Life

Are You a Candidate for Cardiac Calcium Scoring?

Do you know what calcium has to do with your heart health?

While calcium is an essential building block for the body, calcium can also be used as a marker for identifying atherosclerosis, or hardening of the arteries, which is the leading cause of heart attacks, stroke, and peripheral artery disease, according to Curtis Hamburg, M.D., FACC,  a cardiologist with Miami Cardiac & Vascular Institute and member of Baptist Health Quality Network.

Most calcium — 99 percent of the calcium in your body — is stored in your bones and teeth. This type of calcium, in combination with Vitamin D, is essential for proper bone mass and helps ward off osteoporosis.

But a small amount of calcium, however, is also found in other areas of the body, including arteries that have become involved in the arteriosclerotic process.

The role of calcium — as a marker or even a contributing factor in atherosclerosis — is increasingly coming to light as heart scans become more widely used to detect early heart disease in people with little or no symptoms or even risk factors.

Coronary calcium is a marker for plaque in the coronary arteries, and if you are middle-aged with at least two risk factors for heart disease, (including diabetes, smoking, hypertension, high cholesterol and a family history of early coronary), coronary calcium may indicate an increased risk of a future coronary event, Dr. Hamburg says.

Almost everyone with atherosclerosis has some calcium buildup, he says. Since atherosclerosis is the predominant cause of heart attacks and strokes, calcium buildup in your coronary or carotid arteries could be a warning of future cardiovascular events.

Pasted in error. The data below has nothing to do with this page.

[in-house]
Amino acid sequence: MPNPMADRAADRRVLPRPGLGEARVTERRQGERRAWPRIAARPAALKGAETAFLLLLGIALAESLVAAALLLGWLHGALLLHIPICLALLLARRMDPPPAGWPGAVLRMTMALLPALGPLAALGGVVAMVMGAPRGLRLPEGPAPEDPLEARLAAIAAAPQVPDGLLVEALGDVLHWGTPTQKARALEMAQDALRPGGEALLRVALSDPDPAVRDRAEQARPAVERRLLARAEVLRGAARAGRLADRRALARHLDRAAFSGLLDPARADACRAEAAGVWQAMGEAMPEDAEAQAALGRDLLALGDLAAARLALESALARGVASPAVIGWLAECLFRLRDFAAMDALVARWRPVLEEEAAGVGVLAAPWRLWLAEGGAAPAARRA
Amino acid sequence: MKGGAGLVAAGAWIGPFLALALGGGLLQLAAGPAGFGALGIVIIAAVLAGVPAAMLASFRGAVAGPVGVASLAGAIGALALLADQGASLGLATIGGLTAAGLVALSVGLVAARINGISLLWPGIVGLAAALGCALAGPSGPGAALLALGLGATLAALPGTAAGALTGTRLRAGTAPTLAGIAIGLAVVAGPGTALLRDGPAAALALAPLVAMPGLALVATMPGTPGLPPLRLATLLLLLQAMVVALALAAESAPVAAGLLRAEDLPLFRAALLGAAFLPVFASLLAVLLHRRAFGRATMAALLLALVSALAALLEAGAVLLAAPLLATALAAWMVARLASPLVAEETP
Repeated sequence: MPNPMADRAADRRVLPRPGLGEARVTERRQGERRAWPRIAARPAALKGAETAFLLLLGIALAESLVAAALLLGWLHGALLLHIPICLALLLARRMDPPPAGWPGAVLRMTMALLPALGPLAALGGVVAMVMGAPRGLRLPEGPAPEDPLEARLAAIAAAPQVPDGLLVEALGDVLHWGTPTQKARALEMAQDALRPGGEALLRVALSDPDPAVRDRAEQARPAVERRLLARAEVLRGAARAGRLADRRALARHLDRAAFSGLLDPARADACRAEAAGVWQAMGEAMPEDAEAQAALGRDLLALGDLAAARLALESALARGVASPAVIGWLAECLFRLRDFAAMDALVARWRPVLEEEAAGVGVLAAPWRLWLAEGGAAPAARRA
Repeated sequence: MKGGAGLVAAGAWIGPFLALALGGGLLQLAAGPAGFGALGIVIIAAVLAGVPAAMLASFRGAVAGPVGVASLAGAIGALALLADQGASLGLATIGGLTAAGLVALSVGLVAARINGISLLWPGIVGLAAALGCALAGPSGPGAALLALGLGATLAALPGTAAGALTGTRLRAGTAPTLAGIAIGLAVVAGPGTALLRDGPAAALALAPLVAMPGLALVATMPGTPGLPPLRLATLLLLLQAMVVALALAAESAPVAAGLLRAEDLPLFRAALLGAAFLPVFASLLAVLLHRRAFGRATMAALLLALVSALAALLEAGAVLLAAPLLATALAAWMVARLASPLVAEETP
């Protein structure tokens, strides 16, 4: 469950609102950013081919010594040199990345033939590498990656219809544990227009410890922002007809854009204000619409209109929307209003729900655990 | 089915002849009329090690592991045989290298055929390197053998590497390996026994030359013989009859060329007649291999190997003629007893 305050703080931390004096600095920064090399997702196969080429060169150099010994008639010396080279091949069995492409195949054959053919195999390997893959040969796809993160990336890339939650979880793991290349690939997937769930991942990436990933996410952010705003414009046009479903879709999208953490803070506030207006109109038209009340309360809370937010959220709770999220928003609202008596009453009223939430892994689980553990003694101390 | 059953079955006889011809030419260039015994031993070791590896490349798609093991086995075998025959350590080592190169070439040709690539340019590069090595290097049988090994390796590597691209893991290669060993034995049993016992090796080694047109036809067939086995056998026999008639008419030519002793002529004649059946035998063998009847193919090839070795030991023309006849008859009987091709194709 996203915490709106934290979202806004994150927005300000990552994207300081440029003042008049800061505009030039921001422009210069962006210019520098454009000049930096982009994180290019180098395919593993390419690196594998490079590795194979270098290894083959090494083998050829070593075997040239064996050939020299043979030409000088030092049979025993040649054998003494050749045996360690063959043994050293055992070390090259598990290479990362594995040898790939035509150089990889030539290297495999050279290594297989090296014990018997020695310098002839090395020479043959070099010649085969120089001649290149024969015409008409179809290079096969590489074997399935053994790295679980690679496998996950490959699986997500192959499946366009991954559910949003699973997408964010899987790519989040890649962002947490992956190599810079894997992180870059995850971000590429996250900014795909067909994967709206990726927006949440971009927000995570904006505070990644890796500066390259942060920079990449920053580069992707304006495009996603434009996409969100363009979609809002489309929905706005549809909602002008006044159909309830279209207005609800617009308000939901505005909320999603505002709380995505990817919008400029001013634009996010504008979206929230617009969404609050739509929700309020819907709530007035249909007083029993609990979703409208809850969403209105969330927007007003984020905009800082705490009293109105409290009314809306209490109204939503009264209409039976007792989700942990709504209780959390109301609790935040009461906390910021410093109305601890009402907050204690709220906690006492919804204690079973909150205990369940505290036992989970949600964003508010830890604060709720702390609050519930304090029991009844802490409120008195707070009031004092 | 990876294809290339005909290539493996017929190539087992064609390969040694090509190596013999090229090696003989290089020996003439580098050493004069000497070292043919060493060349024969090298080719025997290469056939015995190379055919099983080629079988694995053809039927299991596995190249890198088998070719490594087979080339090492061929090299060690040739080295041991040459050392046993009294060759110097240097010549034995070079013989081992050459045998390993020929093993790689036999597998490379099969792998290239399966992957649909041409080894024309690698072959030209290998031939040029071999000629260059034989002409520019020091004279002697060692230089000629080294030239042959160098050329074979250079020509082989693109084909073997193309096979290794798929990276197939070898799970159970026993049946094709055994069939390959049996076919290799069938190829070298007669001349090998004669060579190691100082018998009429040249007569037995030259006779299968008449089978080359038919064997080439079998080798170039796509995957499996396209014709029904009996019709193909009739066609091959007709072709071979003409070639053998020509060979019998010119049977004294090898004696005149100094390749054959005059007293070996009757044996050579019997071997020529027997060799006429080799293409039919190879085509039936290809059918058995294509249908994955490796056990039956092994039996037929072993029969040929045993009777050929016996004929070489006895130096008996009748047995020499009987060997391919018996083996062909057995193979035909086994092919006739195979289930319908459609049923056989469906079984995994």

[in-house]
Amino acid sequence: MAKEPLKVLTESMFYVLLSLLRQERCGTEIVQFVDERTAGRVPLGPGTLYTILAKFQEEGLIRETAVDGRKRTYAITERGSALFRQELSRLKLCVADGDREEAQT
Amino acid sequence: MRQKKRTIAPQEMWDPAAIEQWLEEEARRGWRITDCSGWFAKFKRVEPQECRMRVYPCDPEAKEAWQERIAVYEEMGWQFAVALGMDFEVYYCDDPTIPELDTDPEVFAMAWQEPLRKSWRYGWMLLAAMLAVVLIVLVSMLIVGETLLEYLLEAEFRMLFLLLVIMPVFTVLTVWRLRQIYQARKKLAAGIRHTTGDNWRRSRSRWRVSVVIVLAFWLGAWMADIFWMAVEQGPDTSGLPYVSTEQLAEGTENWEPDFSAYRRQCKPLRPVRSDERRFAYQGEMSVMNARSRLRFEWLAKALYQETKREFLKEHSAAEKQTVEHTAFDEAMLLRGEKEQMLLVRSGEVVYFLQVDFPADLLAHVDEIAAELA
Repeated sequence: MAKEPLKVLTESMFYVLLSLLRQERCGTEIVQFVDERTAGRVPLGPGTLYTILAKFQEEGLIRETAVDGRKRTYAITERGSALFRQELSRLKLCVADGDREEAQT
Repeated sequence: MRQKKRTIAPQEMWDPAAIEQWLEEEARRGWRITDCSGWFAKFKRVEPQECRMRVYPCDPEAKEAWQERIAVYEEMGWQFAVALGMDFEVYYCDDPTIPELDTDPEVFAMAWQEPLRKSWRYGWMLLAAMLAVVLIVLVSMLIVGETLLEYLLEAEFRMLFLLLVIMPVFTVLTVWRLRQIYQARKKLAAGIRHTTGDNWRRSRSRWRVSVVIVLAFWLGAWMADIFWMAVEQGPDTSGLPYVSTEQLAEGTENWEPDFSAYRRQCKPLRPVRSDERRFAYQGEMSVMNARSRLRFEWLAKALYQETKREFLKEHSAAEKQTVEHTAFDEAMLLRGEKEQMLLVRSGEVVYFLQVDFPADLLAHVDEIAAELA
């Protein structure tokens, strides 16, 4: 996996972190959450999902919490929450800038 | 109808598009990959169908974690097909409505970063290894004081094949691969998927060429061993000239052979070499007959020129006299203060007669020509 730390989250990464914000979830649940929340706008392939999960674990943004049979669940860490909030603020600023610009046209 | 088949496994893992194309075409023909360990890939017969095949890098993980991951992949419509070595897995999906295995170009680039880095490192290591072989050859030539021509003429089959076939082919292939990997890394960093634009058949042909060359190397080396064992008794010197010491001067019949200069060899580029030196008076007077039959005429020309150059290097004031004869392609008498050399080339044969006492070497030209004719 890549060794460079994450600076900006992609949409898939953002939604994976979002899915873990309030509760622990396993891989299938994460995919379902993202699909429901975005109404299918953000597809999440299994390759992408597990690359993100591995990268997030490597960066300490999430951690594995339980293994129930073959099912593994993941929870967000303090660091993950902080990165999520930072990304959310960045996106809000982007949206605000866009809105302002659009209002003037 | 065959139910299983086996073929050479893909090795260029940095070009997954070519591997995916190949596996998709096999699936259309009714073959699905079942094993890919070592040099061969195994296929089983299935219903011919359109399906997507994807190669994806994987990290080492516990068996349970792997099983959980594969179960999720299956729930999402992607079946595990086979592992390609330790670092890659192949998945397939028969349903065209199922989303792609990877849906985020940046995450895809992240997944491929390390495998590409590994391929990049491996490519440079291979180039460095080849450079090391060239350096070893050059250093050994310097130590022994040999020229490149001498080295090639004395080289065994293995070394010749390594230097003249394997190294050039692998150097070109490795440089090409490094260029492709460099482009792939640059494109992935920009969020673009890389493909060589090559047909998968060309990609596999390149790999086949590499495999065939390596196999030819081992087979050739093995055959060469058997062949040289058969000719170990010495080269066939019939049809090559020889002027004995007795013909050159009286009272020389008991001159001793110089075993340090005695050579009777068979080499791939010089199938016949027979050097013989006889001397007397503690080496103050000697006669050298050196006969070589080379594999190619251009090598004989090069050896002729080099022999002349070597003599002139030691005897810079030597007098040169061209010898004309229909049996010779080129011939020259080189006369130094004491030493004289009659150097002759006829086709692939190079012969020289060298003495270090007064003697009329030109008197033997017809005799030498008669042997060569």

Here are a few things you should know:

What causes calcium to build up in the arteries?

What many people may not realize is that a healthy diet rich in calcium has no correlation with the bad calcium deposits. Other factors are at play when calcium is deposited as plaque in the arterial walls, along with cholesterol and other substances in the process of atherosclerosis or hardening of the arteries.

More likely, people with hardening of the arteries lack a healthy diet and regular exercise, may have a family history of heart disease that surfaces early in life, or have risk factors such as high blood pressure, high cholesterol, diabetes or smoke tobacco.

When the innermost wall of an artery is damaged by risk factors, calcium, blood cells, fats and other cellular byproducts build up. That’s when the bad calcium, known to your cardiologist as “coronary calcium,” becomes measurable.

What is calcium scoring?

For people diagnosed with atherosclerosis, a coronary CT angiogram can give doctors a calcium score. But, for those who don’t know that they have atherosclerosis and have a family history of heart disease, a CT scan of the heart can give the same score without using contrast and with less radiation than a CT coronary angiogram.

That score can range from 0 to more than 400. A coronary calcium score of zero indicates a very low risk of a future heart attack, Dr. Hamburg says.  A score above 400 imparts a relatively high risk for having a future heart attack. People with a score between 100 and 400 have a moderate risk for a future heart attack.

A coronary calcium score allows your doctor to proceed with different intensities of treatment, depending on the score. It can give your physician an idea of your future risk of having a heart attack, and may help direct how aggressive treatment should be for any risk factors you may have.

Who is a candidate for calcium scoring?

You are a candidate for cardiac calcium scoring if you are age 40-65, and have any of the following risk factors:

  • Smoking.
  • Family history of heart disease.
  • Obesity.​
  • High cholesterol, high blood pressure or diabetes.
Special Pricing on Calcium Scoring offered by Miami Cardiac & Vascular Institute

February is American Heart Month and the Miami Cardiac & Vascular Institute is offering special pricing on calcium scoring scans.  For more information or to schedule an appointment in Miami-Dade or Broward, fill out the online form. You can also call 786-573-6000 in Miami-Dade, 954-837-1000 in Broward, or 305-434-1588 in Monroe.

The offer available is February 1-28, 2015; must schedule appointment before February 20. A doctor’s prescription and appointment are required.​ Those with chest pain, known heart disease, previous angioplasty or heart surgery are not good candidates for this test. Miami Cardiac & Vascular Institute services are available at Baptist Health hospitals and facilities throughout Miami-Dade, Broward and Monroe counties.

 

 

Also read:

Calcium: The Good vs. the Bad

Don’t Put Off Regular Screenings

Know Your Family, Know Your Heart

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